• 2009: Class Action against Heartland
    • Harm to plaintiffs could not be shown
  • 2013: Banks and Class Action against TARGET
    • Focus on who incurred harm shifts from individuals to banks
  •  2014: Class Action against Home Depot
    • Harm to individuals in question but failure to address 47 states data breach reporting requirements forced settlement

 

Part 4 – TCO vs. ROI

TCO vs. ROI

You cannot show ROI on cybersecurity, right?

A performance measure used to evaluate the efficient of an investment or to compare the efficiency of a number of different investments.  ROI measures the amount of return on an investment relative to the investment’s cost.  To calculate ROI, the benefit (or return) of an investment is divided by the cost of the investment, and the result is expressed as a percentage of a ratio.

The return on investment formula:

ROI = (gain from investment – cost of investment)/(cost of investment)

Total cost of ownership (TCO) is the purchase price of an asset plus the costs of operation.  When choosing among alternatives in a purchasing decision, buyers should look not just at an item’s short-term price, which is its purchasep rice, but also at its long-term price, which is its total cost of ownership.

 

The item with the lower total cost of ownership will be the better value in the long run. ~Investopedia

Syslog Monitoring

Manual Review once a month = 8 man hours

Firewall Review once a month = 8 man hours

ID/AU Review once a month = 8 man hours

Patch Management Updates = 16 man hours

Location: Atlanta, Georgia

 

$83,953/2080 = $40.36 per hour

TCO for Syslog Reviews

$40.36 * 40 * 12 = $19,372.80 Annually

 

Cost ot Beat = $19,372.80 per year

Quote = $15,000 per year = Lower TCO

Quote = $25,000 per year = Higher TCO

Other factors to consider

  • Cost of IR/DR
  • Cost of Legal Defense
  • Cost of Breach Notifications
  • Cost of Credit Monitoring (if applicable)
  • Do you have cyber insurance?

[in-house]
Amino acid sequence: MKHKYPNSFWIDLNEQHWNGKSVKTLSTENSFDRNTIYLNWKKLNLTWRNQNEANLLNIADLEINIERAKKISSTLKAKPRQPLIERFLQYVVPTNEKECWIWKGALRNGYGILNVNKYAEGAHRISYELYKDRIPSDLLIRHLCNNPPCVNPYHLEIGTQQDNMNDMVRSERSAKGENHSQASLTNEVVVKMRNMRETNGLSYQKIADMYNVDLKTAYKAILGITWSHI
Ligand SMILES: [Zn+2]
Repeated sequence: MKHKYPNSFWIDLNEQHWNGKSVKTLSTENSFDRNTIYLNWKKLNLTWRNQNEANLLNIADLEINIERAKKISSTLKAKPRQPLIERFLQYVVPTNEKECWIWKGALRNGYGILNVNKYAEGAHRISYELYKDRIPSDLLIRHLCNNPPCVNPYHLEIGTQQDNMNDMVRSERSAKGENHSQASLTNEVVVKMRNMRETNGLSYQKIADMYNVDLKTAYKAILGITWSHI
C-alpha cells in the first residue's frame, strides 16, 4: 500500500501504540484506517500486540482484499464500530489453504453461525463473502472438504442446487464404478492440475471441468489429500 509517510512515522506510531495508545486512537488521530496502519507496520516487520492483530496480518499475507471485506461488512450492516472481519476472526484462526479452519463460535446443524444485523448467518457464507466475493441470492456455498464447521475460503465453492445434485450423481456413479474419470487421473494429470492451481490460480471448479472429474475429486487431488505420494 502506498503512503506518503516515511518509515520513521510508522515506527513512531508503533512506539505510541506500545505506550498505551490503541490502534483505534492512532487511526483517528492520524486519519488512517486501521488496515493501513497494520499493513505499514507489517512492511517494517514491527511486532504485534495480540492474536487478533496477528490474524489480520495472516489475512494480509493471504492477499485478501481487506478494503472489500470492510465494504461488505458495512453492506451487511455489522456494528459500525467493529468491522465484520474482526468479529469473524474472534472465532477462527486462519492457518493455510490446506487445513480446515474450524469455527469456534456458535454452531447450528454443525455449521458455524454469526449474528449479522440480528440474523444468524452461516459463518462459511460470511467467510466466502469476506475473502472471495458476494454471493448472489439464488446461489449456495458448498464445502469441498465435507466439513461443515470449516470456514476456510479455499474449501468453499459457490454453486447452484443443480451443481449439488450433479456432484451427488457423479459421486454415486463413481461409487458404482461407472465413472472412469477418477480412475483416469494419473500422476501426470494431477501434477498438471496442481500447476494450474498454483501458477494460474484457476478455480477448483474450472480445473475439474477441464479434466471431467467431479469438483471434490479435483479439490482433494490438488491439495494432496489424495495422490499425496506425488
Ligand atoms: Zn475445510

How will you pay?

 

Part 5 – Translating Technical Threats into Business Risk

Recommendations and Cost of Ownership

 

Risks – Remediation – Incident Response & Recovery

Direct – $4,044 – $23,709

Indirect – $2,993 – HIPAA Sanctions & Breach Notification Costs

  • Litigation Costs
  • Violation of Georgia Personal Identity Protection Act

Part 6 – Spoliation in the Field of Cyber

Spoliation occurs when a person or company withholds, alters, hides, or detroys evidence that’s relevant to a civil or criminal case, either intentionally or negligently. -Rottenstein

Examples May Include: (After a security event has occurred and an order is issued)

  • Deleting Syslog Files
  • Wiping Smartphones
  • Re-imaging a desktop or Server
  • Reconfiguring firewalls

Part 7 – Supply Chain

Business Partners – Supply Chain

  • Network connectivity
  • Fire sharing/records management

 

OPM vs. Target breaches

  • Both tied to 3rd party
  • Both experienced massive costs to remediate
  • OPM could not offset by insurance
  • OPM could not have costs pushed back to 3rd party.
  • Both experienced civil litigation

 

Part 8 – Cyber Implications for Publicly Traded Companies

2015 Challenged – Highlights

The No. 1 challenge: cybersecurity

 

Things they are looking at:

  • Identifying risks related to cybersecurity
  • Establishing cybersecurity governance
  • Including policies
  • Procedures and oversight processes
  • Protecting firm networks and information
  • Identifying and addressing risks associated with the remote access to client information and funds transfer requests
  • Identifying and addressing risks associated with vendors and other third parties; and
  • Detecting unauthorized activity
  • (SEC)

 

Part 9 – Underwriting Process and Considerations

  • Determine the hazard grade
  • Review controls in place
  • Consider discretionary factors
  • Evaluate individual risk exposure
  • Understand the Limits Needed to Address the Exposures

 

  • Other factors to consider
  • Cost of IR/DR
  • Cost of Legal Defense
  • Cost of Breach Notifications
  • Cost of Credit Monitoring (if applicable)
  • Do you have cyber insurance?